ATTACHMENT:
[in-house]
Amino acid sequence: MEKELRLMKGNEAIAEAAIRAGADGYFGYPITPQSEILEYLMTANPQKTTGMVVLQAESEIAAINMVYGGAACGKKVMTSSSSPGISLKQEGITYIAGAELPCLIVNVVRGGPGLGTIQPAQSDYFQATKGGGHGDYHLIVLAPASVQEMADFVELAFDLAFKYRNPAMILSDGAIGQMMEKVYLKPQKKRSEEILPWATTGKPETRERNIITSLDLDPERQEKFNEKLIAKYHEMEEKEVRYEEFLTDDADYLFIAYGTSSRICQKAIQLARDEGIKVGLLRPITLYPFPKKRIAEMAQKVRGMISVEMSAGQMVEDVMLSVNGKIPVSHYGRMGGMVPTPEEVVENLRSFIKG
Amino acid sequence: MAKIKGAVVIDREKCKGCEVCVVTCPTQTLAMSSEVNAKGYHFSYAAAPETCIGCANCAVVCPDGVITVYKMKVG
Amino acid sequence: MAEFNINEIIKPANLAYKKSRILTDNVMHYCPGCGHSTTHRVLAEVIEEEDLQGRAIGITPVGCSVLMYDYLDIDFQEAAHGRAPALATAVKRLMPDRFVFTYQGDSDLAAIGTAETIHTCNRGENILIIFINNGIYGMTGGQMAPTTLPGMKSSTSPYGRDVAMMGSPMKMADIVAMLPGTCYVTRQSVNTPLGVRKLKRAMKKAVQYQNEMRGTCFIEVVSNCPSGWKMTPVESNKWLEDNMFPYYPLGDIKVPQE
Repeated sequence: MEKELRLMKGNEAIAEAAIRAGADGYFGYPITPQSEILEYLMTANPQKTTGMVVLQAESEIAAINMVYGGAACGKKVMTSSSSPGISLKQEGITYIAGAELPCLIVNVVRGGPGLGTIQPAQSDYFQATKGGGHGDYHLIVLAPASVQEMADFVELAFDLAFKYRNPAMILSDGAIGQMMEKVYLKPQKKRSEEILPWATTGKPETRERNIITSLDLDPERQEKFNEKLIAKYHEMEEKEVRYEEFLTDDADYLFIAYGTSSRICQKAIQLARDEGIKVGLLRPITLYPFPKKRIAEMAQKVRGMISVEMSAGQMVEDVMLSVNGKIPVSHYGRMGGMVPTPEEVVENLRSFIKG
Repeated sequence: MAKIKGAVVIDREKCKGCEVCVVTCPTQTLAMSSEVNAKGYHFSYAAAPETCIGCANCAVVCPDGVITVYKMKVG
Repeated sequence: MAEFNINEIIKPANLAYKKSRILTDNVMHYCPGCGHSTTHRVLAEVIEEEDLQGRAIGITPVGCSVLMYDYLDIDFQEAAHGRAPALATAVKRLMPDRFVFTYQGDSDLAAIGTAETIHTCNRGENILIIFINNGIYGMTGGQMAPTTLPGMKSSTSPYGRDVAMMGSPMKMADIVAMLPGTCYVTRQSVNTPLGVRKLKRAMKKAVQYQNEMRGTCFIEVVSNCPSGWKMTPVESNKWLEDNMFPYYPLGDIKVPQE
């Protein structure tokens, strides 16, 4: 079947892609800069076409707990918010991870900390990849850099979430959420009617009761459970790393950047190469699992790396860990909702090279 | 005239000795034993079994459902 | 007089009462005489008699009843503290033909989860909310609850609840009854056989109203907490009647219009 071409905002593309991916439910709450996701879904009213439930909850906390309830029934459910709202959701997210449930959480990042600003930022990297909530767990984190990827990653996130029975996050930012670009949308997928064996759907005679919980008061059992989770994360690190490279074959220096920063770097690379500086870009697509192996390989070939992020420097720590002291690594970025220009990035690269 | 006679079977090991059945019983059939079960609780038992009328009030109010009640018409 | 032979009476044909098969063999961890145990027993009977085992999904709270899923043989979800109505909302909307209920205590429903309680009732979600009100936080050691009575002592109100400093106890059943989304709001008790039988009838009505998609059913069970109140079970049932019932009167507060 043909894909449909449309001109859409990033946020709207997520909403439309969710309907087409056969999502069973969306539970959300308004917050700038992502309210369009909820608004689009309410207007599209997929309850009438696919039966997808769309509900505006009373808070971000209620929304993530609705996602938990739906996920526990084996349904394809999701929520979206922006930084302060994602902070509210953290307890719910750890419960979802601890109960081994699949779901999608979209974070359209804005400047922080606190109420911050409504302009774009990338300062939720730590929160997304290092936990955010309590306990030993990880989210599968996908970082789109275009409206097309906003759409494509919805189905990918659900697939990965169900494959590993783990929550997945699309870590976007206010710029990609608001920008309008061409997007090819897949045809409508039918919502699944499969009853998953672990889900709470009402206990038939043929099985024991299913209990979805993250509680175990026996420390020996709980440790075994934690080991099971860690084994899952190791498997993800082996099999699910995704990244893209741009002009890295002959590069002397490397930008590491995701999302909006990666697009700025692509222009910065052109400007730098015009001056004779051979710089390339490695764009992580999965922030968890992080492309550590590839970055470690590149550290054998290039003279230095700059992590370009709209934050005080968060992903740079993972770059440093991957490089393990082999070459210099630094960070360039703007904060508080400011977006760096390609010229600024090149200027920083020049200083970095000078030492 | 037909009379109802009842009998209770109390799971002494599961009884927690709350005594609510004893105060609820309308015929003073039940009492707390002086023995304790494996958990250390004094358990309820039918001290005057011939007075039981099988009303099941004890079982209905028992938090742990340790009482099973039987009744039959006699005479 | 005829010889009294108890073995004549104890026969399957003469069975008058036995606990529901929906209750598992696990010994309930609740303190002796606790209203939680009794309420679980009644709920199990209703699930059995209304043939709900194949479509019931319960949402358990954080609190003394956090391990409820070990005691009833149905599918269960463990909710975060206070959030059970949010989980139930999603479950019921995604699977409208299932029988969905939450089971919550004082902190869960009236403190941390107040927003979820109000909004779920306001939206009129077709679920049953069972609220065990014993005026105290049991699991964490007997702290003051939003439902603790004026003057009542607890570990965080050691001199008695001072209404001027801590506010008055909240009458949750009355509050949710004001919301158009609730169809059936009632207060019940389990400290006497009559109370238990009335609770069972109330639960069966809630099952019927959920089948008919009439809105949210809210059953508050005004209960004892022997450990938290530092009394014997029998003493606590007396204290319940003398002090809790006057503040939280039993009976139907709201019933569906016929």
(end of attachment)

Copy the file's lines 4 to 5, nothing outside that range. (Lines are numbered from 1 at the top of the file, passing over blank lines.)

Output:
Amino acid sequence: MAEFNINEIIKPANLAYKKSRILTDNVMHYCPGCGHSTTHRVLAEVIEEEDLQGRAIGITPVGCSVLMYDYLDIDFQEAAHGRAPALATAVKRLMPDRFVFTYQGDSDLAAIGTAETIHTCNRGENILIIFINNGIYGMTGGQMAPTTLPGMKSSTSPYGRDVAMMGSPMKMADIVAMLPGTCYVTRQSVNTPLGVRKLKRAMKKAVQYQNEMRGTCFIEVVSNCPSGWKMTPVESNKWLEDNMFPYYPLGDIKVPQE
Repeated sequence: MEKELRLMKGNEAIAEAAIRAGADGYFGYPITPQSEILEYLMTANPQKTTGMVVLQAESEIAAINMVYGGAACGKKVMTSSSSPGISLKQEGITYIAGAELPCLIVNVVRGGPGLGTIQPAQSDYFQATKGGGHGDYHLIVLAPASVQEMADFVELAFDLAFKYRNPAMILSDGAIGQMMEKVYLKPQKKRSEEILPWATTGKPETRERNIITSLDLDPERQEKFNEKLIAKYHEMEEKEVRYEEFLTDDADYLFIAYGTSSRICQKAIQLARDEGIKVGLLRPITLYPFPKKRIAEMAQKVRGMISVEMSAGQMVEDVMLSVNGKIPVSHYGRMGGMVPTPEEVVENLRSFIKG